On the first day, we performed 3 dives, each of which lasted roughly an hour. At about 6 pm we called it  a day and freshened up for dinner. We dined and chatted on wooden benches on the shore. There we were, in the middle of the sea on a small dot of an island, going about dive stories.
By the end of the next day, we were 5 dives old. And needless to say, exhausted. For the evening tea break, I came to the beach to find some banana fritters being served. Relaxing on the beach, partly wet from the dives, soaking in the tropical sun, and relishing the banana fritters. It just couldn’t get better.
During each of the dive, as a beginner, I was fascinated by the sights of the underwater. Once, I was literally diving amidst a school of colourful fish, ranging from angel fish to clown fish. That was also when I spotted a fairly big sized squid a few feet away from us. And not to mention the really cool tiny christmas trees, which disappeared into the sponges when touched, like an underwater version of touch me not! At one point, when we were making our way back to the surface, I spotted a huge angel fish, that just appeared and disappeared simply, like that!
It was not all smooth, I also had my share of tough and slightly tense moments. It is important to control your buoyancy during the dive, so that you remain a couple of feet above the sea bed and adjust as and when needed. Coarse tuning of buoyancy is done by directly pumping air into or out of the buoyancy jacket that one wears. Fine tuning is actually done by breathing in and out – changing the volume of air in the lungs. During one of the dives, I was so lost in observing things around me , I didn’t realize that slowly I was going up and almost hit the surface. The whole group was ahead of me, way below at a depth of 16 m,  and the assistant instructor failed to notice this. Whoa, I had to remain calm, and join the group. Slowly contracted my lungs, and pumped out air from the jacket and made my way back to the group. Phew.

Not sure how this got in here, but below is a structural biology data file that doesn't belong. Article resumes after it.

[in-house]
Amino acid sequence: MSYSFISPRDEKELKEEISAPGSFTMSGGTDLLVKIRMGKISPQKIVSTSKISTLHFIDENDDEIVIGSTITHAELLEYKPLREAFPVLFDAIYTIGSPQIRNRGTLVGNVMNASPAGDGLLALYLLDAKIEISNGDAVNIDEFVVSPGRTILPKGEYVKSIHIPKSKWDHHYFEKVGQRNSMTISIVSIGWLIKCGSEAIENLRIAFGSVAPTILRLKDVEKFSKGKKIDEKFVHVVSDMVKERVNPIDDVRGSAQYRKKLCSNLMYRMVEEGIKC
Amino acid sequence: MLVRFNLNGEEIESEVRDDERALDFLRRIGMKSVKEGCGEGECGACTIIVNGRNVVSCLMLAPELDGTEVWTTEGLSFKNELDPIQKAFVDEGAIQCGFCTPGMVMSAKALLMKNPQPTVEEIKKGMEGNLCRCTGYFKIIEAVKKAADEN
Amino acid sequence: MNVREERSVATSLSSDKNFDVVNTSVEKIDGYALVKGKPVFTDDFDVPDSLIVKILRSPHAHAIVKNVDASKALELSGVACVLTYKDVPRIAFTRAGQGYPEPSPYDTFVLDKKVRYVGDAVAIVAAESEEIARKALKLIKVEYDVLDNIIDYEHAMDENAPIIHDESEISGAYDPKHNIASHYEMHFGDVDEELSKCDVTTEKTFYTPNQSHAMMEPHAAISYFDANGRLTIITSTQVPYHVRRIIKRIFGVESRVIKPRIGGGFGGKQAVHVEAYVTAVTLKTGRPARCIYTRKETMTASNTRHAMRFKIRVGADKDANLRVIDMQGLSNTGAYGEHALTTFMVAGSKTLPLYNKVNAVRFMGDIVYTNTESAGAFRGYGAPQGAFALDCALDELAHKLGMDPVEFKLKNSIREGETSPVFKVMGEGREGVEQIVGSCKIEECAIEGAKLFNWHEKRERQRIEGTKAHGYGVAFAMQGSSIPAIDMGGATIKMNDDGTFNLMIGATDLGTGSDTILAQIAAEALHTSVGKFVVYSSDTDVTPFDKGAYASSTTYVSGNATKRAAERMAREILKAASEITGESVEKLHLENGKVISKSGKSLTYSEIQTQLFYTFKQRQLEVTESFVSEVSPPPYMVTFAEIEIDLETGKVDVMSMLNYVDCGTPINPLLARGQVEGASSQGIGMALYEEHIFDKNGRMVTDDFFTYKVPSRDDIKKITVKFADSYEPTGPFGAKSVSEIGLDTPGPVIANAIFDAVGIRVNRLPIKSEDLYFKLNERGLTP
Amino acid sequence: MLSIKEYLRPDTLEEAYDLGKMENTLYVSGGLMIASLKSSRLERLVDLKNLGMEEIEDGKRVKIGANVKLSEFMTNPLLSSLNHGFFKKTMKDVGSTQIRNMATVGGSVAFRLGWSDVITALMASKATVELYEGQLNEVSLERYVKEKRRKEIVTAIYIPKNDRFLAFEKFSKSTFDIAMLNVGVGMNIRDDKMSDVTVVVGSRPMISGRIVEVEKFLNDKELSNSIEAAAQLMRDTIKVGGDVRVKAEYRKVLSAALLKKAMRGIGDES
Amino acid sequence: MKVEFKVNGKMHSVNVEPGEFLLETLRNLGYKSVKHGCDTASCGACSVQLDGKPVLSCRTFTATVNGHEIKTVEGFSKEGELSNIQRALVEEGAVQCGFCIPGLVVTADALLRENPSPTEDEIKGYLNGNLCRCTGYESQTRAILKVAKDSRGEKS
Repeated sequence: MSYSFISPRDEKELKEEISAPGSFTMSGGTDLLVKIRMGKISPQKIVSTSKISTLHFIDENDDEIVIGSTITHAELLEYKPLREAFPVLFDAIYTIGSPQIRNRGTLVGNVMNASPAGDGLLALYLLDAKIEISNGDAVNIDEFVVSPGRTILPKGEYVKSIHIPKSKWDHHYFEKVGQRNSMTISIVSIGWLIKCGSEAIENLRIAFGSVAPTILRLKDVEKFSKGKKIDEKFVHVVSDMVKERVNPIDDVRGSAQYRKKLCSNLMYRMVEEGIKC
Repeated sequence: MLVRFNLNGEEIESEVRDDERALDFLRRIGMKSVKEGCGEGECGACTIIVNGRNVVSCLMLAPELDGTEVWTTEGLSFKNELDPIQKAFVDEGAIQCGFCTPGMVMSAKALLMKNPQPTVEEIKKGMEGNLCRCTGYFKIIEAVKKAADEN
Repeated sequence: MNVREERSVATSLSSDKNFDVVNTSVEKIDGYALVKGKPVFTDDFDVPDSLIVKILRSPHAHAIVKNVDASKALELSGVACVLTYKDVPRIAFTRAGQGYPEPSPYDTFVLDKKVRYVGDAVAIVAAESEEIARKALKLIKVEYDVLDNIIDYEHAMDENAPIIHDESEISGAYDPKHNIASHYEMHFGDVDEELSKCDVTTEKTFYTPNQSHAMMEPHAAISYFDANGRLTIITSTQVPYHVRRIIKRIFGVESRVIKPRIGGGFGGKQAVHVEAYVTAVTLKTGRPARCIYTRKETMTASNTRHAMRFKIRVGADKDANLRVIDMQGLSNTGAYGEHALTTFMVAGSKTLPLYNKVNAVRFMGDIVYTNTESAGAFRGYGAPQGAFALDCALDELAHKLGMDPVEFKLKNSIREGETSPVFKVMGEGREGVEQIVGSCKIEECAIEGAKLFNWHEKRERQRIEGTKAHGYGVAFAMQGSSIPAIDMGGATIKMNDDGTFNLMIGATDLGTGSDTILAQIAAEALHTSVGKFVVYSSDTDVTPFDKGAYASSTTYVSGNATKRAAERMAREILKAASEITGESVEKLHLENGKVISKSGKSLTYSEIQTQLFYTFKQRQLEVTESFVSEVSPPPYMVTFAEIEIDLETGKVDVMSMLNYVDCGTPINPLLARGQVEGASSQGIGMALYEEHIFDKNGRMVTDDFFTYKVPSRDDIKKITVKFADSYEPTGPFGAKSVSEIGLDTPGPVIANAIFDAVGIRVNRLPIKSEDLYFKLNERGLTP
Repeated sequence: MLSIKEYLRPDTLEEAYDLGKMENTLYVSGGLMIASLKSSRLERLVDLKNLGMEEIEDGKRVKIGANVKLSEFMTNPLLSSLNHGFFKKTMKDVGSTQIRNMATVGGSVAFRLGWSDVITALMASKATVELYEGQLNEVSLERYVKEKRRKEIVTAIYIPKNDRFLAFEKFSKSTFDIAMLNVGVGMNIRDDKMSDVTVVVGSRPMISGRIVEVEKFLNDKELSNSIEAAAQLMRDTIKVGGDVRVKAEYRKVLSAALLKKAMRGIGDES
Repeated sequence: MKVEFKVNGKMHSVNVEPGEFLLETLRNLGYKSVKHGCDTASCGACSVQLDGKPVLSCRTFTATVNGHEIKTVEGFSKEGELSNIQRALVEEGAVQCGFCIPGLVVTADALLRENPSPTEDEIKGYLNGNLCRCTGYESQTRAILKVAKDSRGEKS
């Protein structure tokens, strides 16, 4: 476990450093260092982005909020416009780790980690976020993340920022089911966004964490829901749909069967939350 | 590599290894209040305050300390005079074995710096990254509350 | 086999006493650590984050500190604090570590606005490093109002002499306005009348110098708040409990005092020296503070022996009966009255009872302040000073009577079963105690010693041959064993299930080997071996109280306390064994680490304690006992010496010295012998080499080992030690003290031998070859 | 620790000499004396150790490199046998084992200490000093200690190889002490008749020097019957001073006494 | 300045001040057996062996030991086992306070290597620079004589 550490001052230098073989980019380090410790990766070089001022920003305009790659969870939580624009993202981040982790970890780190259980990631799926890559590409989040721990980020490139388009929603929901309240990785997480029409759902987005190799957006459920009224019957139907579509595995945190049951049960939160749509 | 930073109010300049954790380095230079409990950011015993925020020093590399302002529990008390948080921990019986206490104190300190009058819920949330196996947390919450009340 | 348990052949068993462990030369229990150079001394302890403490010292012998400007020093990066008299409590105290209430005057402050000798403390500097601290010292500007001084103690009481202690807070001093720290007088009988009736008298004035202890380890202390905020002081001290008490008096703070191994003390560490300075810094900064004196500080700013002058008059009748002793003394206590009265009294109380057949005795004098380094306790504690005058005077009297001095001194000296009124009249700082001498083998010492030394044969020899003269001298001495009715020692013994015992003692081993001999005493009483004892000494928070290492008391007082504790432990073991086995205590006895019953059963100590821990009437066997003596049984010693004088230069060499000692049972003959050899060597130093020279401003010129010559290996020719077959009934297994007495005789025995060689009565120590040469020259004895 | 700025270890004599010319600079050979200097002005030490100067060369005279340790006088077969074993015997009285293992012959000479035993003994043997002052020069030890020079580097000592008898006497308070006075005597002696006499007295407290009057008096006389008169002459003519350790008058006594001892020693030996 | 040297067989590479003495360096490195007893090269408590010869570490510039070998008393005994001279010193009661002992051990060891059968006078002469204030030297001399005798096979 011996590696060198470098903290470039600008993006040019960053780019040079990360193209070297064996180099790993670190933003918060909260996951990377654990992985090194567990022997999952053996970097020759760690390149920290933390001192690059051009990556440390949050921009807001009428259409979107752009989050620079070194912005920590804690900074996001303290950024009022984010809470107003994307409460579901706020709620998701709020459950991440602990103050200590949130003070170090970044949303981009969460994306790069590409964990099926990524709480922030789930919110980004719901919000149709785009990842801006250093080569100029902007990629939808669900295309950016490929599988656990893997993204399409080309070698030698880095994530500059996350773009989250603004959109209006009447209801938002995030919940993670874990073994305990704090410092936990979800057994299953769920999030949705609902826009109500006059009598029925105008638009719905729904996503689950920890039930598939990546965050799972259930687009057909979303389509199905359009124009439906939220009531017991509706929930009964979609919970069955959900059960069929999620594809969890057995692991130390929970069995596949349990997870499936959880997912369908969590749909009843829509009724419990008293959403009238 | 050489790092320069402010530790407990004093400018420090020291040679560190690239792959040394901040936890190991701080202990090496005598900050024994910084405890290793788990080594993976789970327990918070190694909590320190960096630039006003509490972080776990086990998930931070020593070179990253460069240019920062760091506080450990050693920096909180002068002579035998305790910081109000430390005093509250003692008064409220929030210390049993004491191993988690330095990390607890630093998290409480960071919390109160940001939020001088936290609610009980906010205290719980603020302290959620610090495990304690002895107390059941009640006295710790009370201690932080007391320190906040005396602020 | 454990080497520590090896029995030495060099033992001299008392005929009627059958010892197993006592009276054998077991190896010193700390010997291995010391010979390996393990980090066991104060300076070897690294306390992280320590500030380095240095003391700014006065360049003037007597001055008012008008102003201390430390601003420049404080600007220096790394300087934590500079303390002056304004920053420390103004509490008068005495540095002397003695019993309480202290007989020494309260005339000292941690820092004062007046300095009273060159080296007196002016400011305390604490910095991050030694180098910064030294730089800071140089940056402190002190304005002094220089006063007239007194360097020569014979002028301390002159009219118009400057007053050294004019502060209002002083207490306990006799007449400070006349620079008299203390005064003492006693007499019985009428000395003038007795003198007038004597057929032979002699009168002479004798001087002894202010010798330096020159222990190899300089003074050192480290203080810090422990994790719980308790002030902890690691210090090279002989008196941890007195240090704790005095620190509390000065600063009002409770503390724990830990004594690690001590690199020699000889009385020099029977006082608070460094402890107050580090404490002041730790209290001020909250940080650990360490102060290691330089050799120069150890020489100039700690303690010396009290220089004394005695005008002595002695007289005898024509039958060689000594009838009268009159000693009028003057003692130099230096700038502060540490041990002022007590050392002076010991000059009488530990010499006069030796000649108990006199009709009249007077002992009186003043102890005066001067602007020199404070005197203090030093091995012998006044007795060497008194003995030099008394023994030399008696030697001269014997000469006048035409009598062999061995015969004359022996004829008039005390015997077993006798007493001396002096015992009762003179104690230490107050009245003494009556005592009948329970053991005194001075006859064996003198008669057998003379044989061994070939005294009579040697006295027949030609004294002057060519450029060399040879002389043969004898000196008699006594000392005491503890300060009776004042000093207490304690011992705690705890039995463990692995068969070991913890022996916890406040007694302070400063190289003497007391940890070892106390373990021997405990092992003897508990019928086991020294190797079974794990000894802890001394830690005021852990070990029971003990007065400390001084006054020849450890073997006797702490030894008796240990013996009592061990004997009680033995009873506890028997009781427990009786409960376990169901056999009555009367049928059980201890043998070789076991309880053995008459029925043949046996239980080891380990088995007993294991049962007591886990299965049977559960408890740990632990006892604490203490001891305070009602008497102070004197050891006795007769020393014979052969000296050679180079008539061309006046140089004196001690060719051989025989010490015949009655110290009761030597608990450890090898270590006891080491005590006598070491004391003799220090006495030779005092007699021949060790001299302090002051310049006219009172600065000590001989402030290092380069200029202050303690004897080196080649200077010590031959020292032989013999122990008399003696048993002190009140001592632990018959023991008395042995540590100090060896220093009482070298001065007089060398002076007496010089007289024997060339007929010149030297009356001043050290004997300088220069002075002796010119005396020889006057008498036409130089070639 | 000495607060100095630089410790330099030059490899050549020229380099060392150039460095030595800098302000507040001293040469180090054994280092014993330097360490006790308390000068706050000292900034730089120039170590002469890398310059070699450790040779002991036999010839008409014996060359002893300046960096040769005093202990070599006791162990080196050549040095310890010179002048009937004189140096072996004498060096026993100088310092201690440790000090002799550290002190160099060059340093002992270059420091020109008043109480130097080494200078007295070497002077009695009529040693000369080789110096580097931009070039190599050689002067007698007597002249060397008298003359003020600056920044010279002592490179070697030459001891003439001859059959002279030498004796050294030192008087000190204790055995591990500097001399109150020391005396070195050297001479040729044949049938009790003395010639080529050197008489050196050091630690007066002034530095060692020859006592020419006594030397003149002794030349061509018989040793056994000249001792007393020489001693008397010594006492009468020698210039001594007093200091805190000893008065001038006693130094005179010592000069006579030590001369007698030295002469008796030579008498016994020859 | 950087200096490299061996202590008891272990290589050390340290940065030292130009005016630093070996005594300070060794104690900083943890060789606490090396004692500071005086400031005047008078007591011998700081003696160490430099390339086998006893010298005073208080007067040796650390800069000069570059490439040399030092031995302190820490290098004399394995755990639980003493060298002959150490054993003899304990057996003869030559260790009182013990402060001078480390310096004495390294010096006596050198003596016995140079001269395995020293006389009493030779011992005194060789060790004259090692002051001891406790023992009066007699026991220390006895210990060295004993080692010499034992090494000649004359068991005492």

Sometimes I had a problem exactly opposite to the above, I went so low to the seabed and stirred some sand, creating a haze. That’s a common problem with most beginners though. Barring these hiccups, the dives were fairly smooth.